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Home > Media

Journojism: the Daily Mail letters page.

Daily Mail land. You don't have to be a retired bigot to live there, but it sure helps.

29 September 2003

Daily Mail readers have always been noted for their slightly peculiar views. Who else would write in to a 'Notes and Queries' column asking: "Would a World War 2 German 88mm anti-tank gun be capable of piercing the armour of a Modern Challenger tank?" - as though there’s a risk of WW2 starting up again tomorrow.

But an unresolved question in the newspaper world is whether newspaper letter writers really represent the readership. Are they just the green-ink brigade, the axe-grinders and hobby-horse owners, or are they representative of the readership as a whole? No-one really knows the answer to this question, but if letter writers do represent the whole readership, the Daily Mail had better think about taking an even more barking editorial stance.

This Tuesday, the letters page kicked off with a man arguing that parents should create a 'bubble' (his words) to protect their children from "today’s unpleasant influences". OK, bad phraseology, but a fair point. Or is it? Mail reader Tony Elkin

"We live in a 'quality' village in the Thames Valley with good schools, a high proportion of caring homeowners and so on - but at the end of their first week at school our twins had learned swear words - it’s amazing how they fail to learn from their teachers, but pick up everything from the ten per cent of rubbish children in every class"

Dear God - this man is slowly mutating into Hyacinth Bucket. Fortunately, Tony has a plan to stop 'rubbish children' polluting the lives of 'caring homeowners':

"Friends [of the twins] come home only after we establish that the family is not dysfunctional."

Sadly, Tony doesn’t explain how he goes about this. Perhaps he phones the parents:

"Tony Elkin here. Are you dysfunctional?" "What? Who are you?" "Do you, or have you ever, used alcohol in an irresponsible way?" "Look, who is this?" "Question three: have you ever worn Adidas sportswear when not playing sport?" "What?"


Needless to say, the twins are being coached at home by Tony, who has clear views about what they will achieve:

"In a year they have to move from not knowing their tables or any grammar, to advanced problem solving and algebra. This means studying on Saturday morning and by agreement we will learn together for a year."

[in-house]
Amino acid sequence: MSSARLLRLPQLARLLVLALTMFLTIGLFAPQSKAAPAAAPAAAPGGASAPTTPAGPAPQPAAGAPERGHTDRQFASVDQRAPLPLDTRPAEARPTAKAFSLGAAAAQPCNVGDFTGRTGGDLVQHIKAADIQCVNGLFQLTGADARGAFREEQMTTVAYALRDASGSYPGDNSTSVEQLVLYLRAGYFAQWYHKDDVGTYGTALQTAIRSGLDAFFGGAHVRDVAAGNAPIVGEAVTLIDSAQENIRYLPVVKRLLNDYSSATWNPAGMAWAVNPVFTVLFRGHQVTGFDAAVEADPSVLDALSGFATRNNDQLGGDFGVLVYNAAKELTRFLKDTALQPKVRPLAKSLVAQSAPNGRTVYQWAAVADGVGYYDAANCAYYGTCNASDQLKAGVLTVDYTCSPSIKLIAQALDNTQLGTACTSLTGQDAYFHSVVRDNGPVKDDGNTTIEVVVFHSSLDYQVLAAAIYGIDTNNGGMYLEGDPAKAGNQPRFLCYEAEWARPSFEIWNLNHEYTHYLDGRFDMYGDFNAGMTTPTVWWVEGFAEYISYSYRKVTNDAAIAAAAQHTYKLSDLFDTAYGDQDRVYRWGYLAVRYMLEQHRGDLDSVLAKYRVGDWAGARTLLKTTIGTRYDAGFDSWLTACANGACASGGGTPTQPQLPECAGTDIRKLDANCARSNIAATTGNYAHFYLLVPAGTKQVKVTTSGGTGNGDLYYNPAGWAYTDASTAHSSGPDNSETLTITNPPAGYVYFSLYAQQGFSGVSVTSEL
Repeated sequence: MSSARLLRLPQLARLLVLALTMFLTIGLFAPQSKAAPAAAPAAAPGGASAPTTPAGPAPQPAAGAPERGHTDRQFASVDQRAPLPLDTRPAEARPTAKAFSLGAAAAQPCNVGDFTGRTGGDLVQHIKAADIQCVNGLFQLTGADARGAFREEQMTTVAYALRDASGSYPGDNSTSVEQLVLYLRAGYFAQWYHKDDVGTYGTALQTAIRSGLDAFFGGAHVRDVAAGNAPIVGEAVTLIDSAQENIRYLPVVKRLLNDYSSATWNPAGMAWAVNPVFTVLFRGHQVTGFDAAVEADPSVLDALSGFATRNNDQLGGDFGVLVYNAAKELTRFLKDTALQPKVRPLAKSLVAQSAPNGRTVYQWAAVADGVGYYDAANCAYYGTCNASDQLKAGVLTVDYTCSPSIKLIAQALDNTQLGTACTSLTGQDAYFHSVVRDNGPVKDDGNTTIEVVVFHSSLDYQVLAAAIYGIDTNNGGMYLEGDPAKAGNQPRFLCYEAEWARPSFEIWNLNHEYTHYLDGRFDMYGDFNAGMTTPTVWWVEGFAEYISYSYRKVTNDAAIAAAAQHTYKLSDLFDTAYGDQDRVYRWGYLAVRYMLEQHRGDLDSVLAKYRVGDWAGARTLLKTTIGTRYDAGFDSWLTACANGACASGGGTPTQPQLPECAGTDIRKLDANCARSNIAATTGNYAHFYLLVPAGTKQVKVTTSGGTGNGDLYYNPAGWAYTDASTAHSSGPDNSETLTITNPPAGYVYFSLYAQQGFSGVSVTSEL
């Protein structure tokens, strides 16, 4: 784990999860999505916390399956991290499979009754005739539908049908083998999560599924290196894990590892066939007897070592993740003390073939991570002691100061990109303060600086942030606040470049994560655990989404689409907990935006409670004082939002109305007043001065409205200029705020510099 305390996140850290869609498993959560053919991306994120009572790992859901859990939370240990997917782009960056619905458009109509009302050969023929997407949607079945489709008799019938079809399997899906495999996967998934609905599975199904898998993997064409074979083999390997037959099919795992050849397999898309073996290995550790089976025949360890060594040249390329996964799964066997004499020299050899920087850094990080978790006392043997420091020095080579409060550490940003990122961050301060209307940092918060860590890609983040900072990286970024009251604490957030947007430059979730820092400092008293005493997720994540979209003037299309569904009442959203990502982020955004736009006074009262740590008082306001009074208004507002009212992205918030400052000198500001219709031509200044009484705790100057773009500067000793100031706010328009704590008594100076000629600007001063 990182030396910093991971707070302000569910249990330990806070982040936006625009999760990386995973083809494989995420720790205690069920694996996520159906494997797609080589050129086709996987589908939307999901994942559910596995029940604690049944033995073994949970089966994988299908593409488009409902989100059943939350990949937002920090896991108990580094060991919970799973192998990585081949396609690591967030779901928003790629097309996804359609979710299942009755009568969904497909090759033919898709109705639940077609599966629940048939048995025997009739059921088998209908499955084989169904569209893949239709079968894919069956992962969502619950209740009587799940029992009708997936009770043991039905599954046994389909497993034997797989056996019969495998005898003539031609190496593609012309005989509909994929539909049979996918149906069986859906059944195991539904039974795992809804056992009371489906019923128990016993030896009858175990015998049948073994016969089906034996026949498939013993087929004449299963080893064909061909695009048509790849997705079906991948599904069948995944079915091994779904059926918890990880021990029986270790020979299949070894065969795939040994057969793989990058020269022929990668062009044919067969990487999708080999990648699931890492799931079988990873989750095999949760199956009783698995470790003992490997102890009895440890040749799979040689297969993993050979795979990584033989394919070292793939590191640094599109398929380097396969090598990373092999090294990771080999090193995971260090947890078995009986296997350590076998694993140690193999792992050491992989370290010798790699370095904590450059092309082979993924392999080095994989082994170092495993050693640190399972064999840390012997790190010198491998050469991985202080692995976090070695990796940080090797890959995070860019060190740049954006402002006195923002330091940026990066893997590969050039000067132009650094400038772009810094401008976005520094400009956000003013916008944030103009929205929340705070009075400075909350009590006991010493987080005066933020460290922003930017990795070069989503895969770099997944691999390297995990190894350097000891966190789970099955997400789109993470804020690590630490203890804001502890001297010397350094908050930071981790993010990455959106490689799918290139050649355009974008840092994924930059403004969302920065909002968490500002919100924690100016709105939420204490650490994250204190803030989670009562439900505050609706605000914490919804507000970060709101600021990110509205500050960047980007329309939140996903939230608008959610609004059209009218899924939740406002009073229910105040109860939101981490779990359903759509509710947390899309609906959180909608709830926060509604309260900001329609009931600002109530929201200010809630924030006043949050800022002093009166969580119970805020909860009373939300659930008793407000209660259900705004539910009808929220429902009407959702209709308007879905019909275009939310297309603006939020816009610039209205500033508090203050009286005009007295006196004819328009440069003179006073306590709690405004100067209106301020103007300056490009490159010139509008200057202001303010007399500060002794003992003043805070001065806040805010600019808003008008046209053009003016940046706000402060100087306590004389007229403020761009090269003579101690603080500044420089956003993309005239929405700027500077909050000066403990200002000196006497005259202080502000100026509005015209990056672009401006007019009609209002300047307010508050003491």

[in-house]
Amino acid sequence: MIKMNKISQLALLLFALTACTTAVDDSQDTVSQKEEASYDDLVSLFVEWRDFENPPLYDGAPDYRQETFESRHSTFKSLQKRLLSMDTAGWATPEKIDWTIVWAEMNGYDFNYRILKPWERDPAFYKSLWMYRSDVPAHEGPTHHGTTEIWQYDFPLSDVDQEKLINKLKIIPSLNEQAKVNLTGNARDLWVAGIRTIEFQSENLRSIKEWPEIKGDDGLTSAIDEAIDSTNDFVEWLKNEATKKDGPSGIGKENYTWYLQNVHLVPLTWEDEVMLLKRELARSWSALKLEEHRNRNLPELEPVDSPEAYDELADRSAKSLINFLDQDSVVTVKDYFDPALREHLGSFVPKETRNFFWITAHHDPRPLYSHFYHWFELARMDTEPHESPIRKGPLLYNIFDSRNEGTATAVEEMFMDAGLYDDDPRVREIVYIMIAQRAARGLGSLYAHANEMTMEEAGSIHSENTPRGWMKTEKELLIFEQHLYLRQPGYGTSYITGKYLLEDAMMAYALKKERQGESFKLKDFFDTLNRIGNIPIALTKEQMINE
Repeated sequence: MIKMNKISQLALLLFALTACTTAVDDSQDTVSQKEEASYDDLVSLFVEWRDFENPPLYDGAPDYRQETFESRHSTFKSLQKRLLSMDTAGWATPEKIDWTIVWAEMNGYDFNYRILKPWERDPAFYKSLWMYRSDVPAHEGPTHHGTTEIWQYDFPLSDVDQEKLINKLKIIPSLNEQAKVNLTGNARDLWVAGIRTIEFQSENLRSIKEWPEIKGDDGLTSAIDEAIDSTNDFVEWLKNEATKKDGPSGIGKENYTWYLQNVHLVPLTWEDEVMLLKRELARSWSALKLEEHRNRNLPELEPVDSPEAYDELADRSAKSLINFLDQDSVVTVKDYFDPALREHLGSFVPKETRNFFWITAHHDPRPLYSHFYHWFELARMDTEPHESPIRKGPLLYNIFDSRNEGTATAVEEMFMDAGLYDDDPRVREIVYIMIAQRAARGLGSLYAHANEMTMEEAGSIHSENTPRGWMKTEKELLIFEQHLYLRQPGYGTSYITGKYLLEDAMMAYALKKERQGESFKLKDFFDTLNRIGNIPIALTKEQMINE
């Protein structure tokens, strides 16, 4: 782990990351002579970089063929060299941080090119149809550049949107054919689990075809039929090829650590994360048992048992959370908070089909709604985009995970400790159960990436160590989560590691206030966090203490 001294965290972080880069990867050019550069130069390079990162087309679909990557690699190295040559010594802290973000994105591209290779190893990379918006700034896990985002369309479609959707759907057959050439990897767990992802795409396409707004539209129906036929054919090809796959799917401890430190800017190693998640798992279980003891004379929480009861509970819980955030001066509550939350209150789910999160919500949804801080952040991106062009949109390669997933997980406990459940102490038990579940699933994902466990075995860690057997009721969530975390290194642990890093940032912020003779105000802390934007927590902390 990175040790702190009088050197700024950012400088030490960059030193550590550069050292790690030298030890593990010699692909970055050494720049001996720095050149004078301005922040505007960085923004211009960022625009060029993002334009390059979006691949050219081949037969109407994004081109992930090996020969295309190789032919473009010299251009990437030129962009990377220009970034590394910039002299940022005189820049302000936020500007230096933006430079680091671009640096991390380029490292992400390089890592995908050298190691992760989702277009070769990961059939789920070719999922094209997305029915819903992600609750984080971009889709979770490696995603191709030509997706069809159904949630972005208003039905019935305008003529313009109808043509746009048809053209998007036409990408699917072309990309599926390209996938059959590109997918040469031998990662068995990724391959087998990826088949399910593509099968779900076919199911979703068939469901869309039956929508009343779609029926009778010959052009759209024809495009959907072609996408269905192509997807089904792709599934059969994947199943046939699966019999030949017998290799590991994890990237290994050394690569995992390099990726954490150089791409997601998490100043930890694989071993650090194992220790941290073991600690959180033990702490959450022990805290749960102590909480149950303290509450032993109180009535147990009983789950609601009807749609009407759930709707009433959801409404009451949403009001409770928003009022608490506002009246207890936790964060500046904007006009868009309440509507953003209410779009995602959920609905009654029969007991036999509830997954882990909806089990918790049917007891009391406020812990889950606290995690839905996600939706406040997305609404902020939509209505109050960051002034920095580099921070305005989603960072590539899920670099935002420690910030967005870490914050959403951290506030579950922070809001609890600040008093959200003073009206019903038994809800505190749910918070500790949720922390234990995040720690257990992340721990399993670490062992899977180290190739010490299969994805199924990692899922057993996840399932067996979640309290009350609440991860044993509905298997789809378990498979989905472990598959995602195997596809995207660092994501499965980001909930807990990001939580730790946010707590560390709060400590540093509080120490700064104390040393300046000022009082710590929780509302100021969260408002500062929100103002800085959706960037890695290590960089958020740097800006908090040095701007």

"By agreement?" Judging by the picture accompanying the letter, Tony’s children are about five or six years old. They’ve probably agreed to commit hari kiri if they don’t get into Cambridge at the age of 12.

Putting good ideas like helping your kids learn into the heads of people like Tony is like asking a Jim Jones-style death cult to run Defcon. He might want to include some sex and drug education in his personal curriculum in preparation for the day his little darlings start dating crack dealers as an act of self-destructive teenage rebellion.

But enough fripperies, let’s move on to that dominant theme of the Daily Mail: why it was better in the 1950s. One letter writer says she is pleased that more children are being allowed to play in the streets again. However, there is one caveat:

"Does that mean I can give them an occasional 'thick ear' when my garden gets trampled? How I miss the days when you could 'dust a kid’s trousers', send him home and his mother would give him another 'dusting' for getting into trouble."

What a utopian vision! Row upon row of tidy houses, with smiling families at the door - happily spanking their children and waving to their neighbours with their spare arm.

And so the letters page lurches on, containing everything from a rant about the misuse of the word "offensive" (too tedious to relate) to tips on how to use WD40 to prevent other people’s cats climbing into your garden. (They slip off walls, apparently. Grease a wall today and show the little cat bastards who’s boss!)

Dail Mail land: we wouldn’t like to live there, but it makes for an interesting holiday.

For a right-on-the-money review of the Daily Mail, click here.

Comment on this article: letters@thefridaything.co.uk

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